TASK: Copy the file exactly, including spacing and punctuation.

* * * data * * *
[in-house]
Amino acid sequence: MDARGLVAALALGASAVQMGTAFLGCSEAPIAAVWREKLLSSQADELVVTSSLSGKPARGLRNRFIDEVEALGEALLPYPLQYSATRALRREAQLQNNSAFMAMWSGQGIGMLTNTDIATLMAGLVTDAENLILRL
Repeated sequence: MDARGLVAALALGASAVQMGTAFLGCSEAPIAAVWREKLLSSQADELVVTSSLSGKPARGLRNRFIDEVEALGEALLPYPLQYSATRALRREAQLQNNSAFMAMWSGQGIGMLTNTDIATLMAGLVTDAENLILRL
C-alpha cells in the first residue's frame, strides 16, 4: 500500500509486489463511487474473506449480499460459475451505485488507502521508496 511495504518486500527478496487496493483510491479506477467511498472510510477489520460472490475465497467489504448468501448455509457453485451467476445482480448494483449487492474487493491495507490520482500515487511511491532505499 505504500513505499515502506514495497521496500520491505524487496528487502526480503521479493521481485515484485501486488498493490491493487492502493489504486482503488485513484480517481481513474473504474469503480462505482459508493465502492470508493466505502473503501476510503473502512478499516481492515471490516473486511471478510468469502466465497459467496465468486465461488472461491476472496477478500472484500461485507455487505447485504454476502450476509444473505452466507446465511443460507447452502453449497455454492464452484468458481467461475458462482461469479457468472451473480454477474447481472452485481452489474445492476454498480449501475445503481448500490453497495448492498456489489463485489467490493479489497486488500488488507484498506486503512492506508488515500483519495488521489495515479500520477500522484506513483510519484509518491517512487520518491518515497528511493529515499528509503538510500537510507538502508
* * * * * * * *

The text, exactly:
[in-house]
Amino acid sequence: MDARGLVAALALGASAVQMGTAFLGCSEAPIAAVWREKLLSSQADELVVTSSLSGKPARGLRNRFIDEVEALGEALLPYPLQYSATRALRREAQLQNNSAFMAMWSGQGIGMLTNTDIATLMAGLVTDAENLILRL
Repeated sequence: MDARGLVAALALGASAVQMGTAFLGCSEAPIAAVWREKLLSSQADELVVTSSLSGKPARGLRNRFIDEVEALGEALLPYPLQYSATRALRREAQLQNNSAFMAMWSGQGIGMLTNTDIATLMAGLVTDAENLILRL
C-alpha cells in the first residue's frame, strides 16, 4: 500500500509486489463511487474473506449480499460459475451505485488507502521508496 511495504518486500527478496487496493483510491479506477467511498472510510477489520460472490475465497467489504448468501448455509457453485451467476445482480448494483449487492474487493491495507490520482500515487511511491532505499 505504500513505499515502506514495497521496500520491505524487496528487502526480503521479493521481485515484485501486488498493490491493487492502493489504486482503488485513484480517481481513474473504474469503480462505482459508493465502492470508493466505502473503501476510503473502512478499516481492515471490516473486511471478510468469502466465497459467496465468486465461488472461491476472496477478500472484500461485507455487505447485504454476502450476509444473505452466507446465511443460507447452502453449497455454492464452484468458481467461475458462482461469479457468472451473480454477474447481472452485481452489474445492476454498480449501475445503481448500490453497495448492498456489489463485489467490493479489497486488500488488507484498506486503512492506508488515500483519495488521489495515479500520477500522484506513483510519484509518491517512487520518491518515497528511493529515499528509503538510500537510507538502508